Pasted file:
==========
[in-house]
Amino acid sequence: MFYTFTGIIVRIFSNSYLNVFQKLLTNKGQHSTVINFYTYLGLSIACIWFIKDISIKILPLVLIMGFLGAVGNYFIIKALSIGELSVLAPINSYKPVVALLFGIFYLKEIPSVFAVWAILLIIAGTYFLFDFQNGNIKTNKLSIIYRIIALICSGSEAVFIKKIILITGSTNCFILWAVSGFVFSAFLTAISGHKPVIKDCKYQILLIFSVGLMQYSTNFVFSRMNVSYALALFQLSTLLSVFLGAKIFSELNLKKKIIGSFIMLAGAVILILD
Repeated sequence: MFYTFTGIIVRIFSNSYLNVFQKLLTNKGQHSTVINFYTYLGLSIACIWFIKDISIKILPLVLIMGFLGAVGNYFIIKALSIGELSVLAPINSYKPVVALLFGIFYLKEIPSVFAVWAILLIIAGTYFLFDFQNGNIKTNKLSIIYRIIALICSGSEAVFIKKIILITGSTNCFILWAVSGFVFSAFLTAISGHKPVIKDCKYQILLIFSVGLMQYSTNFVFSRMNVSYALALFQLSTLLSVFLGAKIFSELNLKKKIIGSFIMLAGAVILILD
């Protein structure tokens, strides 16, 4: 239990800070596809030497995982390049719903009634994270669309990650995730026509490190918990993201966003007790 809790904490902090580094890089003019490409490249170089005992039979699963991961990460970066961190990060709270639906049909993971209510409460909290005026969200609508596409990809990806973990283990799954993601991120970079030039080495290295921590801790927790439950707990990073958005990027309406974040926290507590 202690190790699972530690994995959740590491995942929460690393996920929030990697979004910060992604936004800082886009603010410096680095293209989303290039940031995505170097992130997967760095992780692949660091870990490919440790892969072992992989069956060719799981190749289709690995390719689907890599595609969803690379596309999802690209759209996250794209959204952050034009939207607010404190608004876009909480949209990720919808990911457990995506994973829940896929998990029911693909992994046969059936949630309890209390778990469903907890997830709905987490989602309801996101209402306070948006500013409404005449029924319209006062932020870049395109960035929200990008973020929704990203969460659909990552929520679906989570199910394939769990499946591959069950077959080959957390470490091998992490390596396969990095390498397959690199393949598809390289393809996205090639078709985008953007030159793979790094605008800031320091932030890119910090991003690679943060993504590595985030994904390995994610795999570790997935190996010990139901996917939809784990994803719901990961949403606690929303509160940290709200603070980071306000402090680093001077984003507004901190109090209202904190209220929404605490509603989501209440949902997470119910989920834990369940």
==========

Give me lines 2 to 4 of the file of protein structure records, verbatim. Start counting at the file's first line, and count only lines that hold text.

Amino acid sequence: MFYTFTGIIVRIFSNSYLNVFQKLLTNKGQHSTVINFYTYLGLSIACIWFIKDISIKILPLVLIMGFLGAVGNYFIIKALSIGELSVLAPINSYKPVVALLFGIFYLKEIPSVFAVWAILLIIAGTYFLFDFQNGNIKTNKLSIIYRIIALICSGSEAVFIKKIILITGSTNCFILWAVSGFVFSAFLTAISGHKPVIKDCKYQILLIFSVGLMQYSTNFVFSRMNVSYALALFQLSTLLSVFLGAKIFSELNLKKKIIGSFIMLAGAVILILD
Repeated sequence: MFYTFTGIIVRIFSNSYLNVFQKLLTNKGQHSTVINFYTYLGLSIACIWFIKDISIKILPLVLIMGFLGAVGNYFIIKALSIGELSVLAPINSYKPVVALLFGIFYLKEIPSVFAVWAILLIIAGTYFLFDFQNGNIKTNKLSIIYRIIALICSGSEAVFIKKIILITGSTNCFILWAVSGFVFSAFLTAISGHKPVIKDCKYQILLIFSVGLMQYSTNFVFSRMNVSYALALFQLSTLLSVFLGAKIFSELNLKKKIIGSFIMLAGAVILILD
């Protein structure tokens, strides 16, 4: 239990800070596809030497995982390049719903009634994270669309990650995730026509490190918990993201966003007790 809790904490902090580094890089003019490409490249170089005992039979699963991961990460970066961190990060709270639906049909993971209510409460909290005026969200609508596409990809990806973990283990799954993601991120970079030039080495290295921590801790927790439950707990990073958005990027309406974040926290507590 202690190790699972530690994995959740590491995942929460690393996920929030990697979004910060992604936004800082886009603010410096680095293209989303290039940031995505170097992130997967760095992780692949660091870990490919440790892969072992992989069956060719799981190749289709690995390719689907890599595609969803690379596309999802690209759209996250794209959204952050034009939207607010404190608004876009909480949209990720919808990911457990995506994973829940896929998990029911693909992994046969059936949630309890209390778990469903907890997830709905987490989602309801996101209402306070948006500013409404005449029924319209006062932020870049395109960035929200990008973020929704990203969460659909990552929520679906989570199910394939769990499946591959069950077959080959957390470490091998992490390596396969990095390498397959690199393949598809390289393809996205090639078709985008953007030159793979790094605008800031320091932030890119910090991003690679943060993504590595985030994904390995994610795999570790997935190996010990139901996917939809784990994803719901990961949403606690929303509160940290709200603070980071306000402090680093001077984003507004901190109090209202904190209220929404605490509603989501209440949902997470119910989920834990369940």